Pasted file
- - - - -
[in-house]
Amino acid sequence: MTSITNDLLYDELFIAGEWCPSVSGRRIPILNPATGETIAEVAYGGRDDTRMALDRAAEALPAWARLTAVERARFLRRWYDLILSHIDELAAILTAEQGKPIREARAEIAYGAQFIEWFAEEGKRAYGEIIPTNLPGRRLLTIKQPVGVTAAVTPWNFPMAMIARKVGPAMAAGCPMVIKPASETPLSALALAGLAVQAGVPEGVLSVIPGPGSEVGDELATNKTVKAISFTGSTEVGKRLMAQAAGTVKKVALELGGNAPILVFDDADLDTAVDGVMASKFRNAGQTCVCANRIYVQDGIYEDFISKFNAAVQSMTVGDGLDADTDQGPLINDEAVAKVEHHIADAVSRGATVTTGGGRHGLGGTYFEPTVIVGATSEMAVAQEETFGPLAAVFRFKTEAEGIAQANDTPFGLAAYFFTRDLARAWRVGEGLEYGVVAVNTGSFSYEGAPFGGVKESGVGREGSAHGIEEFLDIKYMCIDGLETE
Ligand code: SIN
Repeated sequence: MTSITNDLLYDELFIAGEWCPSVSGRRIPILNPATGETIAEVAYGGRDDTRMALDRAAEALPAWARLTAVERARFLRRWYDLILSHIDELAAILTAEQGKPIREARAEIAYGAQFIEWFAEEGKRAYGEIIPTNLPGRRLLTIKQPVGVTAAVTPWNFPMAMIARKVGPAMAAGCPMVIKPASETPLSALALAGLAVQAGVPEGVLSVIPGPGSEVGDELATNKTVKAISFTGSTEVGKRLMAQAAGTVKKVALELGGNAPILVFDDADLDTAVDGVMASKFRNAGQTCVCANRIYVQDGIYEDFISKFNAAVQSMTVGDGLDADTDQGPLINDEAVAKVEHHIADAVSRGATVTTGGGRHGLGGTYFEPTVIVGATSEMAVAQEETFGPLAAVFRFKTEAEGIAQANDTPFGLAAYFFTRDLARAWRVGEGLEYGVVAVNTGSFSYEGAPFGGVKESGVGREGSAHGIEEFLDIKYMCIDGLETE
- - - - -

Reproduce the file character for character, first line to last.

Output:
[in-house]
Amino acid sequence: MTSITNDLLYDELFIAGEWCPSVSGRRIPILNPATGETIAEVAYGGRDDTRMALDRAAEALPAWARLTAVERARFLRRWYDLILSHIDELAAILTAEQGKPIREARAEIAYGAQFIEWFAEEGKRAYGEIIPTNLPGRRLLTIKQPVGVTAAVTPWNFPMAMIARKVGPAMAAGCPMVIKPASETPLSALALAGLAVQAGVPEGVLSVIPGPGSEVGDELATNKTVKAISFTGSTEVGKRLMAQAAGTVKKVALELGGNAPILVFDDADLDTAVDGVMASKFRNAGQTCVCANRIYVQDGIYEDFISKFNAAVQSMTVGDGLDADTDQGPLINDEAVAKVEHHIADAVSRGATVTTGGGRHGLGGTYFEPTVIVGATSEMAVAQEETFGPLAAVFRFKTEAEGIAQANDTPFGLAAYFFTRDLARAWRVGEGLEYGVVAVNTGSFSYEGAPFGGVKESGVGREGSAHGIEEFLDIKYMCIDGLETE
Ligand code: SIN
Repeated sequence: MTSITNDLLYDELFIAGEWCPSVSGRRIPILNPATGETIAEVAYGGRDDTRMALDRAAEALPAWARLTAVERARFLRRWYDLILSHIDELAAILTAEQGKPIREARAEIAYGAQFIEWFAEEGKRAYGEIIPTNLPGRRLLTIKQPVGVTAAVTPWNFPMAMIARKVGPAMAAGCPMVIKPASETPLSALALAGLAVQAGVPEGVLSVIPGPGSEVGDELATNKTVKAISFTGSTEVGKRLMAQAAGTVKKVALELGGNAPILVFDDADLDTAVDGVMASKFRNAGQTCVCANRIYVQDGIYEDFISKFNAAVQSMTVGDGLDADTDQGPLINDEAVAKVEHHIADAVSRGATVTTGGGRHGLGGTYFEPTVIVGATSEMAVAQEETFGPLAAVFRFKTEAEGIAQANDTPFGLAAYFFTRDLARAWRVGEGLEYGVVAVNTGSFSYEGAPFGGVKESGVGREGSAHGIEEFLDIKYMCIDGLETE